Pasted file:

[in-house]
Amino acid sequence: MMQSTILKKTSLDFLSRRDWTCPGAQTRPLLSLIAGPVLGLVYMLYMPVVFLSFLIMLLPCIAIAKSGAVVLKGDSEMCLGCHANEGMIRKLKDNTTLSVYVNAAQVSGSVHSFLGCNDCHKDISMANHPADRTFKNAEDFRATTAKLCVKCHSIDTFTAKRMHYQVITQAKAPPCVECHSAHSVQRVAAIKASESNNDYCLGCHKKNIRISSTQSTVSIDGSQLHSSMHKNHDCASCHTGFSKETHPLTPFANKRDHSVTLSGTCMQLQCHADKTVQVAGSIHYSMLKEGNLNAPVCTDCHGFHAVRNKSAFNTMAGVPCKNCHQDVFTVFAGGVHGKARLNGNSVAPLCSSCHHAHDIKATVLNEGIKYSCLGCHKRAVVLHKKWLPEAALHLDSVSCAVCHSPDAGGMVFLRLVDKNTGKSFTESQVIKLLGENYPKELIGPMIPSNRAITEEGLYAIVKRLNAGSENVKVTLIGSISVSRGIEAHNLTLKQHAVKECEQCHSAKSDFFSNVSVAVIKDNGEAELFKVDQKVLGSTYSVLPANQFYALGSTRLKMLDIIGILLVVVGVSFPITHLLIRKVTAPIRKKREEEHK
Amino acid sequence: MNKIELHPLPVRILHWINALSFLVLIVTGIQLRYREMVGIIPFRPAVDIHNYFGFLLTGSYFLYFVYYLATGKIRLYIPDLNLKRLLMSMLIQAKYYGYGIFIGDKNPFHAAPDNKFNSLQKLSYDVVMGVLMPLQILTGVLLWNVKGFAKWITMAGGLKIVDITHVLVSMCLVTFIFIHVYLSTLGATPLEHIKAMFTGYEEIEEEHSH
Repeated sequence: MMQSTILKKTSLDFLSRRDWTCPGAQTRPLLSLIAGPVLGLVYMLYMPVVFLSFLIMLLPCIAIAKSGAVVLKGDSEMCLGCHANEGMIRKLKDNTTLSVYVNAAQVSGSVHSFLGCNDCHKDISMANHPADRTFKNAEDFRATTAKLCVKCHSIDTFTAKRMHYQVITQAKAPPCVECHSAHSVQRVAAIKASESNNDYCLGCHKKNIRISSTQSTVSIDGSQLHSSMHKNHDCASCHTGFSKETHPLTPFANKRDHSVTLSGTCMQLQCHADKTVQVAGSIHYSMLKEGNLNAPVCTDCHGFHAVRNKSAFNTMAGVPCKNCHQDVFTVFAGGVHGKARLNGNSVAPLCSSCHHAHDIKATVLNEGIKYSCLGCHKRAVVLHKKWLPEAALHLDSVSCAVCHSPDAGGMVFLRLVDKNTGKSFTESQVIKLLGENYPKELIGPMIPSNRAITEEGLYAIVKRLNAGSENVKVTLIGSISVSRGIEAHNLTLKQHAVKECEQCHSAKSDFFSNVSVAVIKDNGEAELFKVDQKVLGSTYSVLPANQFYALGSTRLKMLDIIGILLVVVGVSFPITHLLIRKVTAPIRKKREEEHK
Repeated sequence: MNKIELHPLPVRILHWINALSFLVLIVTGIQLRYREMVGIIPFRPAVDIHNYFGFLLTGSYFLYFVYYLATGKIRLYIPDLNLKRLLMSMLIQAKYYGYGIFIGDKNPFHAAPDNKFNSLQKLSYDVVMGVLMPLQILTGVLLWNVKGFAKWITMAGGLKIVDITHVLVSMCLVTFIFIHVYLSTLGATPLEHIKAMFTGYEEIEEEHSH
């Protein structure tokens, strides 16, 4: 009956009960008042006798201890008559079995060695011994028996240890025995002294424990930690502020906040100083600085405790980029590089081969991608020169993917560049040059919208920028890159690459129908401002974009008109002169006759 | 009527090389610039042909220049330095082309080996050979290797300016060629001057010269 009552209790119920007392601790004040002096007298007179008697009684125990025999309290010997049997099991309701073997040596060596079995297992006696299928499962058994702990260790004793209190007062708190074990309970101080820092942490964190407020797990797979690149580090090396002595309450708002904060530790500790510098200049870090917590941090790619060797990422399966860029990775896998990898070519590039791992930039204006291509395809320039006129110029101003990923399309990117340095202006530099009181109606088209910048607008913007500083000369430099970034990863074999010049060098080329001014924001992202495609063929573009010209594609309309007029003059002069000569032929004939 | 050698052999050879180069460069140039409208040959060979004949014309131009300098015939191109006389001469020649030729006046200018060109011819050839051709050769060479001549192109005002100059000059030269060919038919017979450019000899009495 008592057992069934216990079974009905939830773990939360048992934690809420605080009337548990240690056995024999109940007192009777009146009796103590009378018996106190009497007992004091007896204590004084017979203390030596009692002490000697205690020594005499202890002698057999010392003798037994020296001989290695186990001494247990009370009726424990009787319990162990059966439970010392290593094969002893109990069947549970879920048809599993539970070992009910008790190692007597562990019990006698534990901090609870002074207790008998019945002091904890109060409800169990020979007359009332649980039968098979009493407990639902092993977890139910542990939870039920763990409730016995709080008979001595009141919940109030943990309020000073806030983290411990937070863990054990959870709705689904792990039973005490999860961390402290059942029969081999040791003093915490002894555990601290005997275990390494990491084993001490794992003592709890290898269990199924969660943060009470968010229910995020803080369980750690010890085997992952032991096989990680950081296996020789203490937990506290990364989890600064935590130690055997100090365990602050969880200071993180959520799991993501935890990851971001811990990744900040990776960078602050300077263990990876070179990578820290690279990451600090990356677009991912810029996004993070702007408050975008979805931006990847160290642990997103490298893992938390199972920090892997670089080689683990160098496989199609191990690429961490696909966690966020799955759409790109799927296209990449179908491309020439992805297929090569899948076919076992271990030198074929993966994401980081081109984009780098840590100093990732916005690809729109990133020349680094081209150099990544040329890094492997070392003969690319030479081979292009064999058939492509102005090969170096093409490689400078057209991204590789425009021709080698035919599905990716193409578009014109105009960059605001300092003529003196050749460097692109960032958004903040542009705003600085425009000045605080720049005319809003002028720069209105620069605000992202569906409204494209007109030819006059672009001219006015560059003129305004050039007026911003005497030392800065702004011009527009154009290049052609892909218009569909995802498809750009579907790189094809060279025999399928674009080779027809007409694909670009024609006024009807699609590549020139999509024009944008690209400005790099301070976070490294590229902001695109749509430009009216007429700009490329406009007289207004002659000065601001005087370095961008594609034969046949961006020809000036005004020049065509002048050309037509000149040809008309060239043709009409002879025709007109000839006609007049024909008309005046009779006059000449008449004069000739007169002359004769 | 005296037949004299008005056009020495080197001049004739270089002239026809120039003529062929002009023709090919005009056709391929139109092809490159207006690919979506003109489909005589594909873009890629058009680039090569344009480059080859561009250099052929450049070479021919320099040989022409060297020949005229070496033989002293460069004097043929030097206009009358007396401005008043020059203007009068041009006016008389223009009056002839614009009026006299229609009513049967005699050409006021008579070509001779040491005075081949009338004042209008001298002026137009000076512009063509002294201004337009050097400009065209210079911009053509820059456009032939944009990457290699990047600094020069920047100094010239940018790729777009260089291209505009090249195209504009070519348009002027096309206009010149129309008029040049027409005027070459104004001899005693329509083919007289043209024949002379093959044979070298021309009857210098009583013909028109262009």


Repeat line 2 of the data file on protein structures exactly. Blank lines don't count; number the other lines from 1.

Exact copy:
Amino acid sequence: MMQSTILKKTSLDFLSRRDWTCPGAQTRPLLSLIAGPVLGLVYMLYMPVVFLSFLIMLLPCIAIAKSGAVVLKGDSEMCLGCHANEGMIRKLKDNTTLSVYVNAAQVSGSVHSFLGCNDCHKDISMANHPADRTFKNAEDFRATTAKLCVKCHSIDTFTAKRMHYQVITQAKAPPCVECHSAHSVQRVAAIKASESNNDYCLGCHKKNIRISSTQSTVSIDGSQLHSSMHKNHDCASCHTGFSKETHPLTPFANKRDHSVTLSGTCMQLQCHADKTVQVAGSIHYSMLKEGNLNAPVCTDCHGFHAVRNKSAFNTMAGVPCKNCHQDVFTVFAGGVHGKARLNGNSVAPLCSSCHHAHDIKATVLNEGIKYSCLGCHKRAVVLHKKWLPEAALHLDSVSCAVCHSPDAGGMVFLRLVDKNTGKSFTESQVIKLLGENYPKELIGPMIPSNRAITEEGLYAIVKRLNAGSENVKVTLIGSISVSRGIEAHNLTLKQHAVKECEQCHSAKSDFFSNVSVAVIKDNGEAELFKVDQKVLGSTYSVLPANQFYALGSTRLKMLDIIGILLVVVGVSFPITHLLIRKVTAPIRKKREEEHK